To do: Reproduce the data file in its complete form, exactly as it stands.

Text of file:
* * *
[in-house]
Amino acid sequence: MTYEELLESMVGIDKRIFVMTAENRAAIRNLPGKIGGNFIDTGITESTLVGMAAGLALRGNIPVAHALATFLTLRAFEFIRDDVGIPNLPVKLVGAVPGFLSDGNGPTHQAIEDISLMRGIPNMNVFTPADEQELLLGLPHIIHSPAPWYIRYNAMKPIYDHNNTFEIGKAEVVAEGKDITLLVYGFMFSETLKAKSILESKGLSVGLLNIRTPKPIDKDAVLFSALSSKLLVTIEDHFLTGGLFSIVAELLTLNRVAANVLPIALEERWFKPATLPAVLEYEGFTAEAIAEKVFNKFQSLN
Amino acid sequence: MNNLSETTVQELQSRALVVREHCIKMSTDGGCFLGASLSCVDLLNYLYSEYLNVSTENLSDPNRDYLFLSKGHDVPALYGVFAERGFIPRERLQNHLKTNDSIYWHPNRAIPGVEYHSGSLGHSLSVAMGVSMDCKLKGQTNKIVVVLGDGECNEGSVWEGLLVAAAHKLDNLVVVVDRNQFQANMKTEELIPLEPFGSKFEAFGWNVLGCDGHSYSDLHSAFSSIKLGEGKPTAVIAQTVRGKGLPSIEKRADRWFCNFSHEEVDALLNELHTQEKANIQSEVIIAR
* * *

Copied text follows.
[in-house]
Amino acid sequence: MTYEELLESMVGIDKRIFVMTAENRAAIRNLPGKIGGNFIDTGITESTLVGMAAGLALRGNIPVAHALATFLTLRAFEFIRDDVGIPNLPVKLVGAVPGFLSDGNGPTHQAIEDISLMRGIPNMNVFTPADEQELLLGLPHIIHSPAPWYIRYNAMKPIYDHNNTFEIGKAEVVAEGKDITLLVYGFMFSETLKAKSILESKGLSVGLLNIRTPKPIDKDAVLFSALSSKLLVTIEDHFLTGGLFSIVAELLTLNRVAANVLPIALEERWFKPATLPAVLEYEGFTAEAIAEKVFNKFQSLN
Amino acid sequence: MNNLSETTVQELQSRALVVREHCIKMSTDGGCFLGASLSCVDLLNYLYSEYLNVSTENLSDPNRDYLFLSKGHDVPALYGVFAERGFIPRERLQNHLKTNDSIYWHPNRAIPGVEYHSGSLGHSLSVAMGVSMDCKLKGQTNKIVVVLGDGECNEGSVWEGLLVAAAHKLDNLVVVVDRNQFQANMKTEELIPLEPFGSKFEAFGWNVLGCDGHSYSDLHSAFSSIKLGEGKPTAVIAQTVRGKGLPSIEKRADRWFCNFSHEEVDALLNELHTQEKANIQSEVIIAR